Has Apple managed to improve Safari 5 leaps and bounds beyond its chief rivals, Mozilla's Firefox and Google's Chrome? In short, no. A number of the new tricks and tidbits are already a part of one browser, or both, in some capacity. Some, that is, but not all. Just to make sure that you're getting the best-in-class experience on the Web, I've put together a short list of ways that you can embed or mimic the spirit of some of Safari 5's features in either aforementioned alternative Web browser.
I realize this is a little bit different than the usual freeware software roundup. And, yes, I realize you're about to flame me to bits for suggesting that anything touched by Apple is, in even the smallest of ways, better than a PC-based piece of hardware or software. Let's head this off at the pass by agreeing that cool features are cool features regardless of platform; I'm out of iPhones to break to prove my loyalty, faithful readers!
"Privacy" is the word that's on the lips of anyone even remotely connected to the Web 2.0 nowadays. But I don't care much about that. What you do on Facebook, Twitter, Flickr, or whatever, is your own business--and, worse, there aren't really third-party applications that you can download and use to self-assess your potential privacy pitfalls. You're on your own there.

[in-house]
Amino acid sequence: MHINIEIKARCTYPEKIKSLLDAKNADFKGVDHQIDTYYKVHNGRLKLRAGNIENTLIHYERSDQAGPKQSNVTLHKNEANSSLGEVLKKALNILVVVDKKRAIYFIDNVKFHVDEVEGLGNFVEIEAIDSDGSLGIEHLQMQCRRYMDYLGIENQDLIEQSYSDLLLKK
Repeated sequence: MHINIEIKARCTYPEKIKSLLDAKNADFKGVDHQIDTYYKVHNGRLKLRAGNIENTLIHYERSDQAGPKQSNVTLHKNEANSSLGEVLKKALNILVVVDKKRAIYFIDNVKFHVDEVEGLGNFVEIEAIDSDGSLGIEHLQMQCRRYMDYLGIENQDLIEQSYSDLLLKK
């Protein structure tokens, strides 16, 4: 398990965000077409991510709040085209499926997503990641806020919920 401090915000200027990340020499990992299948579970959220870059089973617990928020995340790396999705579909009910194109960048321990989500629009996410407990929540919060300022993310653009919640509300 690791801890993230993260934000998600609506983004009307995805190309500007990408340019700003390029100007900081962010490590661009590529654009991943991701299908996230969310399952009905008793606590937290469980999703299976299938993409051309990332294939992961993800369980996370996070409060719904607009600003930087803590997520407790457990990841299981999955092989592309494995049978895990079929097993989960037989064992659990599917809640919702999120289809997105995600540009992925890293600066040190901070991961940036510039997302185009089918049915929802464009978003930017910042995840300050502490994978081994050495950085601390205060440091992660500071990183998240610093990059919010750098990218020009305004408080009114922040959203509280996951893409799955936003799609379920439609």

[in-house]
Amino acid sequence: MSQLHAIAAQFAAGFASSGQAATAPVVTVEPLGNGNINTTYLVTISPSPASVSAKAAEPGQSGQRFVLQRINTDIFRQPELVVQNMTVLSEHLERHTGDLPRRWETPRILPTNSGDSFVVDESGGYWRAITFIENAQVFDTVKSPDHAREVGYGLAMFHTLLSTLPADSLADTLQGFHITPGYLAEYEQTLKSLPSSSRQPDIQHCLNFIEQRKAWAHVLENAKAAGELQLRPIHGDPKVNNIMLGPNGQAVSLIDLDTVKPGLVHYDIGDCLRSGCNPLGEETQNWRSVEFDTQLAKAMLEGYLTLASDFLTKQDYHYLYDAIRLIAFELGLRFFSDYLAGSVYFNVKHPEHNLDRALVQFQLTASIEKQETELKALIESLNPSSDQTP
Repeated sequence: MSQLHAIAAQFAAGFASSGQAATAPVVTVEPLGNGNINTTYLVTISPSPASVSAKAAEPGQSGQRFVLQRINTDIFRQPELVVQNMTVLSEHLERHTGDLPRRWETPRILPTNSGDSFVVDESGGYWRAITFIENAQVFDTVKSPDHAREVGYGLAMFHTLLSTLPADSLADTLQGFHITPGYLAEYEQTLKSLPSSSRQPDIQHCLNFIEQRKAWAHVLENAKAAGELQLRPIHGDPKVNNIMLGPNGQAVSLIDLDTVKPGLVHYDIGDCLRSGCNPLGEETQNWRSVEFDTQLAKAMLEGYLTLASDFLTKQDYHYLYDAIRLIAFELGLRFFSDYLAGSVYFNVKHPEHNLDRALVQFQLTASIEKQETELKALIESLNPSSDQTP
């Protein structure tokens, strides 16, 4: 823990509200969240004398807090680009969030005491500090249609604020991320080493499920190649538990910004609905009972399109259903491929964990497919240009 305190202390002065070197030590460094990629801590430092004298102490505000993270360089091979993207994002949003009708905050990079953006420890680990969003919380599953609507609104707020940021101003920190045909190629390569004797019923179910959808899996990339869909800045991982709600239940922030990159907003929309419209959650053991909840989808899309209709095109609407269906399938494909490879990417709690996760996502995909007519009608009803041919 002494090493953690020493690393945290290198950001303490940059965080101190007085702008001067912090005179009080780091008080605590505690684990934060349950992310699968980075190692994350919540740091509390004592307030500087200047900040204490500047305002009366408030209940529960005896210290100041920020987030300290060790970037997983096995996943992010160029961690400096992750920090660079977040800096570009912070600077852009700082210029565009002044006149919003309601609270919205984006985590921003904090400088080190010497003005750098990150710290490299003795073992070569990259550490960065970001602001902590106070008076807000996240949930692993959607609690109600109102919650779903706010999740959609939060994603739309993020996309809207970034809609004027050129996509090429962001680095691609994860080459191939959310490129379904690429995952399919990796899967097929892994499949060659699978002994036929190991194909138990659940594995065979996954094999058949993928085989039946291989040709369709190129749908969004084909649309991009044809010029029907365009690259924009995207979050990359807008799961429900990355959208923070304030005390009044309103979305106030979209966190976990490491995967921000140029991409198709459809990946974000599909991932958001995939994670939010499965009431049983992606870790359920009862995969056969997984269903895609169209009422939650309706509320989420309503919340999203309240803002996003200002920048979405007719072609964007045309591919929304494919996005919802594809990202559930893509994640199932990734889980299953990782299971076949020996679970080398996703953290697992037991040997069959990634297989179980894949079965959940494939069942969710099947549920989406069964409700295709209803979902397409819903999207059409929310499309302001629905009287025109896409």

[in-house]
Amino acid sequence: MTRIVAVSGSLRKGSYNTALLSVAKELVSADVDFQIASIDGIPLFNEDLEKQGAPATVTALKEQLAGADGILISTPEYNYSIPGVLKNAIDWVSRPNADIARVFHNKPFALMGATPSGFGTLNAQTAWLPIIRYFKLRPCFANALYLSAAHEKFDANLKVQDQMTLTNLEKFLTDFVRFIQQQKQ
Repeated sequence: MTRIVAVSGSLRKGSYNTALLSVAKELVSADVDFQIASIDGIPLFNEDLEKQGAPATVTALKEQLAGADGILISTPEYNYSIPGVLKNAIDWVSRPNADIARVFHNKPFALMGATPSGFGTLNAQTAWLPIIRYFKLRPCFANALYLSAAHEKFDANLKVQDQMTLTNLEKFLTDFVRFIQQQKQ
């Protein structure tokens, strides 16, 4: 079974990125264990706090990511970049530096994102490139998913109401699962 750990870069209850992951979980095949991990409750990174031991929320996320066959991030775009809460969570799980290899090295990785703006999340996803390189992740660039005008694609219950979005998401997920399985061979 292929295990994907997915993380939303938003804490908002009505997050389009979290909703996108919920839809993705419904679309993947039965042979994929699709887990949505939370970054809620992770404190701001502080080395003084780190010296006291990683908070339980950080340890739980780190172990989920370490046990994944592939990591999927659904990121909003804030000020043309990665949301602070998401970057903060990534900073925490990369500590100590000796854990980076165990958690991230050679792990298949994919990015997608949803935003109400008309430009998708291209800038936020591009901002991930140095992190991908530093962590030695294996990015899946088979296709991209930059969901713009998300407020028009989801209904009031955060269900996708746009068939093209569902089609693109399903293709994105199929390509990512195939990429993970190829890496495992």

However, when it comes to Windows--oh, yes, there's much we can talk about when it comes to the Windows operating system. There are always newer and stronger ways to protect your PC from intrusion, from third-party access via an unscrupulous exploit or unintended network connection to the raw, physical tricks one can use to gain access to your protected information. Makes my skin crawl just thinking about it, it does.
So, without further ado, let's take a little joyride through some unique free and open-source applications that you can use to lock down your PC without removing all traces of usability from your operating system. For just about the only thing worse than a computer nobody else can get into is a computer that you, yourself, have to jump through 30 hoops just to get into. These apps aren't going to be that, you have my word.
There are a ton of apps out there that you can use to automate something you do on your PC. I mean, that's the central conceit of software development as a whole, correct? To somehow ease the time burden it takes one to do a particular task in what would otherwise be a manual, labor-intensive process?
Well, when a number of new apps each seek to automate some facet of your everyday computing life, it should come as little surprise that I'm going to cover them. However, I've also hand-selected a few interesting little freeware and open-source tools that are a bit more esoteric in their operations than what you might typically think of when you ponder the word, "automation."